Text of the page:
hair loss

  1. Going bald? Your mother may NOT be to blame!

    Q: Will anything help with my loss of hair?

    GR: Men are basically conditioned to expect to lose that head of hair sooner or later. And if you’ve ever seen a photo of me, you know that I know what I’m talking about.

    But still, for men – and especially for women – hair loss can DESTROY self-esteem.

    The good news is that losing hair – even by the handful! – is usually a symptom of something else going on. And that means we can ward it off… or even REVERSE it entirely.

    As I’ve shared in the past, it’s normal for each of us to lose anywhere from 50 to 100 strands of hair EACH DAY. But studies show that when it gets to be more than that, it can be a symptom of something more serious.

    While hair loss can certainly be genetic – we can all just take a look at our parents and grandparents to sort that one out – research shows that there are also a whole host of other causes.

    And the first step toward reigning it in is getting to the “root” of the problem.

    Here at my clinic in Boston, we know that hair loss can be attributed to minor, short-term issues like daily washing (which strips hair of its natural oils) and using harsh chemical products (which can lead to thinning and breakage) – both of which can be managed with diet and lifestyle changes.

    In other cases, it could be a result of an illness -- even one from months ago.

    As well, some drugs (acid blockers, anti-seizure meds, and blood thinners) may induce hair loss, which most commonly begins to appear within two to four months after starting up on the medication. The good news is that the hair loss is typically easily reversed by stopping the medication, but it may be a few weeks before those locks come back and better (and healthier) than ever.

    Other times, the cause can be more systemic – and here at my clinic, we often trace it back to hormone levels that have gone out of whack. But unfortunately, it’s not just one hormone that can cause a thick head of hair to thin out.

    For instance, some of the synthetic “female” hormones taken during menopause can cause hair to start falling out, as can too much cortisol (the “stress hormone”) and low functioning thyroid.

    Thyroid function can easily be stalled or even blocked by radiation, trauma, illness, and medication – but fortunately, we can usually improve it with natural thyroid replacement, zinc and selenium supplements, and a nutrient-rich Paleo diet.

    In addition to hormone disruptions, hair loss can sometimes also indicate deficiencies in biotin, zinc, ferritin, and iron – which can all be improved easily by eating a combination of fish, meat, legumes, and leafy greens like spinach or broccoli.

    Beware of taking zinc or iron supplements on your own. In both cases, you can easily get too much of a good thing.

    An integrative doc can test for hormone imbalances and prescribe a treatment that’s right for you. For my “Halt the Hair Loss” plan, see the December 2015 issue of my Nutrition & Healing newsletter.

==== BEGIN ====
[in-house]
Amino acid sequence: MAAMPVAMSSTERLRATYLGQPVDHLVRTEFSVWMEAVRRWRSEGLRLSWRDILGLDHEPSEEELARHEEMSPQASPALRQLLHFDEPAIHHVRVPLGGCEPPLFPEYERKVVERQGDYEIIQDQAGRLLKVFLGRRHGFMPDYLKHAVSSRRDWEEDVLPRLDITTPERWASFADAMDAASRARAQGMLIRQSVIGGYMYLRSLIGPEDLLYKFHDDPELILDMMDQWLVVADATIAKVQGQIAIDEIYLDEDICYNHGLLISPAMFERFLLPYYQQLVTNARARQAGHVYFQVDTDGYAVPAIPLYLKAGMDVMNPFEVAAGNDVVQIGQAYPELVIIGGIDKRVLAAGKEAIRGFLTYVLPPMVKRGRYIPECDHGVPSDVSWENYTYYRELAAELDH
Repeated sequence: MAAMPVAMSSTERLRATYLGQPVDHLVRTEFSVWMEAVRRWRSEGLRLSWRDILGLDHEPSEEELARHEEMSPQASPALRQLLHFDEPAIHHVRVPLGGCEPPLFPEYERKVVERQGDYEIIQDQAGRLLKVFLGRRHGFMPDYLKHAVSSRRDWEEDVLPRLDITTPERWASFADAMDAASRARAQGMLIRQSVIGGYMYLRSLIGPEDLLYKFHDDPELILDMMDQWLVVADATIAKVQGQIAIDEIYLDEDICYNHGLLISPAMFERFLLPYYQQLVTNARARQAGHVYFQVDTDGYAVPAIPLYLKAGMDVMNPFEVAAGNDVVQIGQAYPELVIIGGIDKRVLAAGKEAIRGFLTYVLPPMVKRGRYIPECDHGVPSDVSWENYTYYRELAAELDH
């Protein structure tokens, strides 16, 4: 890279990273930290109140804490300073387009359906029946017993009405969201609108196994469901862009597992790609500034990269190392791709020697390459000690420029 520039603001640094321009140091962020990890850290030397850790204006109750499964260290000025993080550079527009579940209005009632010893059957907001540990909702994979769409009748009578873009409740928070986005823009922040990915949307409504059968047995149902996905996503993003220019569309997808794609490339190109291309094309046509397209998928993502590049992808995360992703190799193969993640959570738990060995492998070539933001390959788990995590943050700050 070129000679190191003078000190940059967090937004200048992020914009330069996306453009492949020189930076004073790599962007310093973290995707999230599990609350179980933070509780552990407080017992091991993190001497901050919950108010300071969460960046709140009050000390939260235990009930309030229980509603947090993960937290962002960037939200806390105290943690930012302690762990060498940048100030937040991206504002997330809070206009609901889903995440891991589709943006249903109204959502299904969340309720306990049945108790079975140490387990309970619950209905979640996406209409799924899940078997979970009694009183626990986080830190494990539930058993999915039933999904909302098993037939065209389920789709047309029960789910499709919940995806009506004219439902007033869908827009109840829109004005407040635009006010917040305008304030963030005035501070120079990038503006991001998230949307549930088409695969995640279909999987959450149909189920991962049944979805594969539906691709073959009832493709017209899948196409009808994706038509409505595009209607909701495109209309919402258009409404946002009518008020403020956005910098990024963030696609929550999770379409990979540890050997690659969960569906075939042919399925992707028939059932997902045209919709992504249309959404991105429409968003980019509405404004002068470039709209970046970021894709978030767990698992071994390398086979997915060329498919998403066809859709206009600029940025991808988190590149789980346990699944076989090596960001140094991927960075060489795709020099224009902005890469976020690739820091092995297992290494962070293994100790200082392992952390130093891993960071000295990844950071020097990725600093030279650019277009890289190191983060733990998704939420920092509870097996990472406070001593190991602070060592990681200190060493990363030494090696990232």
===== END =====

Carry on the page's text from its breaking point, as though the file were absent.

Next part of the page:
Something else got you scratching your head? Shoot me a line at askdrrothfeld@nutritionandhealing.com, and I may answer your question next.

  2. Fertility drug may boost breast cancer risk 150%

    A bun in the oven or a lump in the breast?

    There hasn't been an Immaculate Conception in 2,000 years -- but if you or a loved one has been struggling to get pregnant, you've probably spent a lot of time praying for a miracle.

    Luckily for you, there are plenty of fertility doctors out there willing to play God, injecting you with crazy chemical and hormone cocktails for up to $25,000 a treatment.

    Well, just be sure that bump in your belly doesn't come with a lump in your breast. Because long-term use of a popular fertility drug being sold to THOUSANDS of women across the United States may actually increase your risk of deadly breast cancer by 150% or more!

    Researchers followed nearly 10,000 women who were treated for infertility with Clomid, a synthetic hormone. Turns out gals who took 12 or more cycles of Clomid were 1.5 times more likely to develop breast cancer -- and those were the LUCKY women who actually got pregnant!

    Women who took Clomid and DIDN'T get pregnant actually doubled their breast cancer risk. That's right -- no baby, just cancer. Plus, studies have shown Clomid can trigger painful ovarian cysts and even cause your hair to fall out!

    If the stork can't seem to find his way to your house, skip the Clomid and focus on identifying the chemicals, you're contacting every day that send your hormones haywire. I'm talking about food packaging, carpet coatings, and other nasty poisons we pack into our homes.

    Get those toxins out of the way, and you may have "one on the way" before you know it.

  3. Hair growth drug Propecia in new depression link

    Propecia promises to help balding men regrow their hair -- but it doesn't promise to make them feel good about it. The drug has been linked to depression.

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